The Zeronic boys

I always felt that having spent several years of my early childhood growing up and living in Vienna, I had a link to this city and it’s culture. Regularly returning to visit family and friends even after I had moved back to the UK. I remember being amused at always hearing the same tunes from the 80’s like‚Take on Me’ every time i took the bus from the Airport into the city centre.

Why was it that I never heard some decent original Austrian pop tunes that weren’t solely Oom-pa-pa music designed to be played to drunken crowds at a beer festival tent or Falco (don’t get me wrong I do love me a bit of ‘Rock me Amadeus’).

In the last year I realised that in the last 15 years since of taking that bus ride (I have now upgraded to the train may I add) there has been a slow and gradual evolution in the contemporary Austrian music scene, that is more than Falco or Kruder & Dorfmeister .

One band that has come to my attention the last year has been Zeronic. Originally hailing from the Burgenland region of Austria, bordering with Hungary, Zeronic have been busting out tunes together for more than 12 years now, since they were proverbial sand-pit buddies. Childhood friends who musically and stylistically exude an anglophile edge,emulating their idols – Bowie, Talking Heads and with a smattering of 90’s Brit pop. In this time they have accomplished a lot: Working with Gareth Jones, toured Austria, Germany and the UK extensively, and have been nominated twice for Best Alternative Act at the Austrian Music awards.

Three albums on they are about to release their most mature and accomplished work to date, The Price of Zeitgeist. It Twins intelligent songwriting with light up beat catchy pop melodies you can dance around your handbag to.

I sat down with the sleekly groomed Mik Tanczos (lead singer and songwriter) to pick his brains:

Bassma Fattal: How do you keep it fresh and exciting musically with your band mates after 12 years of performing together? It’s like a marriage in a way, what do you do to keep the ‘passion’ alive?

Mik Tanczos: We are a “best friends” band, that makes it very easy to have fun being together. I can´t imagine playing in another band – so no affairs and no warning signs of divorce. It´s a Hollywood marriage with quite successful and beautiful kids. When it comes to music, the best way to keep it exciting is to write a lot of new songs. It is always a magic moment when you rehearse a new song for the first time.

BF: Do you see the Price of Zeitgeist as being the natural evolution in your sound or a conscientious departure from your last 2 albums?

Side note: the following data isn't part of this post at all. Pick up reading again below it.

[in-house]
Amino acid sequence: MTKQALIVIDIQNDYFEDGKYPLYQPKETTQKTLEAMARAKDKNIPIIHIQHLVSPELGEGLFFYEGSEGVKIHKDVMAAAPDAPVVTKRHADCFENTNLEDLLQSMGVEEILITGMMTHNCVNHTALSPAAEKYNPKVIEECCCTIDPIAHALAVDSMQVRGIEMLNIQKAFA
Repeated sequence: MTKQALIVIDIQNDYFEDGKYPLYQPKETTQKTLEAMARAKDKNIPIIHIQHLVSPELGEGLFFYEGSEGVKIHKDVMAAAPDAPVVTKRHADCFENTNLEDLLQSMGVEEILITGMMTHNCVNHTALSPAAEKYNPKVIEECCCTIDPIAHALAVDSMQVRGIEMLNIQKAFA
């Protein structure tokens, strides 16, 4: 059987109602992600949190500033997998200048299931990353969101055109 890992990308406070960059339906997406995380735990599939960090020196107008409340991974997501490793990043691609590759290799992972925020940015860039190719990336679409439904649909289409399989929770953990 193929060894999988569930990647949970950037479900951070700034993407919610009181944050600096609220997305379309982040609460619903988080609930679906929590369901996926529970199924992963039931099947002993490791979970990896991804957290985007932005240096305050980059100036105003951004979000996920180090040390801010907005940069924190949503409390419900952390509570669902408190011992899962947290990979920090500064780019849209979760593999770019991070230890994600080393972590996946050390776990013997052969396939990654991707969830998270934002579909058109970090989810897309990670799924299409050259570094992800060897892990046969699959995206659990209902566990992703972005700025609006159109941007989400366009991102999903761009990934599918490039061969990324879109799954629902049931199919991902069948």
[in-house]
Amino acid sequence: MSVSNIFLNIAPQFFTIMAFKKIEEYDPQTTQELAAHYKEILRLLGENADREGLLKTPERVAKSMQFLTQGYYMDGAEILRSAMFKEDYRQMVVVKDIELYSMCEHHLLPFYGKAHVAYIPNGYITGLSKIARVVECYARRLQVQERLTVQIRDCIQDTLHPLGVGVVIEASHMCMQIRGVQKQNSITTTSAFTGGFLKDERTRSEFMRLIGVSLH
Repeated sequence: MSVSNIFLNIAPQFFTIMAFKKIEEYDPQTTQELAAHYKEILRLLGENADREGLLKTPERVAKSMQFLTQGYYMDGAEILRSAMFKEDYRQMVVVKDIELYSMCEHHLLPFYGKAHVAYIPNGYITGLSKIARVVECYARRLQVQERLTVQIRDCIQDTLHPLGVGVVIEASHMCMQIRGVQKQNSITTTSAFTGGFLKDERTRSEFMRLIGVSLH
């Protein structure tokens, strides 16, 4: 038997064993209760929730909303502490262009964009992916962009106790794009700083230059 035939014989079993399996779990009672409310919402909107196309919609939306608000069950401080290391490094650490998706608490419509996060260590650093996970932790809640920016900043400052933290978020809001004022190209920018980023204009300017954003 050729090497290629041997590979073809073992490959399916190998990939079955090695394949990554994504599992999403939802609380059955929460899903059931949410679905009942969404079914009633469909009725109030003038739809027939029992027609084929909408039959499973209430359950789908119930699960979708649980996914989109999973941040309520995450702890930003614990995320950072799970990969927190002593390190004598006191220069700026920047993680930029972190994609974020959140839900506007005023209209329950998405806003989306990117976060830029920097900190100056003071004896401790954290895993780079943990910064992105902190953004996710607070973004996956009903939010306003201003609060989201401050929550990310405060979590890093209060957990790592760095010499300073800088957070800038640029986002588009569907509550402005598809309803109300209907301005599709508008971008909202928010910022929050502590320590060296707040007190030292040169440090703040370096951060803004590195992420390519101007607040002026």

MT: I think it´s a kind of conscientious departure, because we wanted to change a lot in our songwriting and sound. We wanted to get rid of heavy guitars and include acoustic guitars, but at the same time we also wanted to speed up and make an uptempo album with glamourous pop singles. Lyricwise this is the first Zeronic album where I feel that the lyrics really reflect what I wanted to say. On the two previous records, I was afraid to show too much of the real me and hid behind ambivalent lyrics and phrases. Now it´s the real thing.

BF: Do you feel that the timing for the release of the album is coincidentally fortuitous, as it very literally captures the zeitgeist of our current cultural climate?

MT: Yes, that´s a very wicked thing. When I wrote the title track “The Price of Zeitgeist” and lyrics like “they did not manage to compete the neo-liberal disease” there was no sign of a crisis in the financial markets or anything. I will be very cautious about my lyrics in the future.

BF: Where do you hope see The Price of Zeitgeist taking you?

MT: We’ll see. I am really trying not to push it too much. Things will happen when the time is right. This is the first album that I am really proud of, because it is a very honest piece of pop. If people feel the same way, it might lead to something good.

BF: I love the video that accompanies current single. For me it conjures up a nostalgic Commodore 64 feeling, and a time where the world was more innocent and positive. Do you as a songwriter lean more towards a sentimentalised view of the past? And if so how do you feel about the present and future?

MT: It’s funny that you and a lot of other people get the feeling that it is meant to be a C64 look. That was not the intention, we just wanted to translate the lyrics into pictures as directly as possible. That´s why we used the letters to form the pictures. By the way I never had a C64, I was a Nintendo boy. I once held the European record in a fantastic game called “Match Rider”, one of the best moments in my life. 😉

At some time in my life I thought I had to get rid of that childish innocence and positivity. But doing that makes you hard, cynical and disillusioned. Now I am struggling to get back a bit of that innocent feeling. For me it´s most important to get pleasure from the small and simple things in life. If I can retain that, I am not afraid of the future.

BF: If you could have one musician/artist that you admired listen to this album who would it be and why?

MT:I guess it would be David Byrne, because he has such a perfect sense for combining sharp content and pop music.

The Price of Zeitgeist will is available on itunes as of the 20.02.2009.

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The ubercool video for The Price of Zeitgeist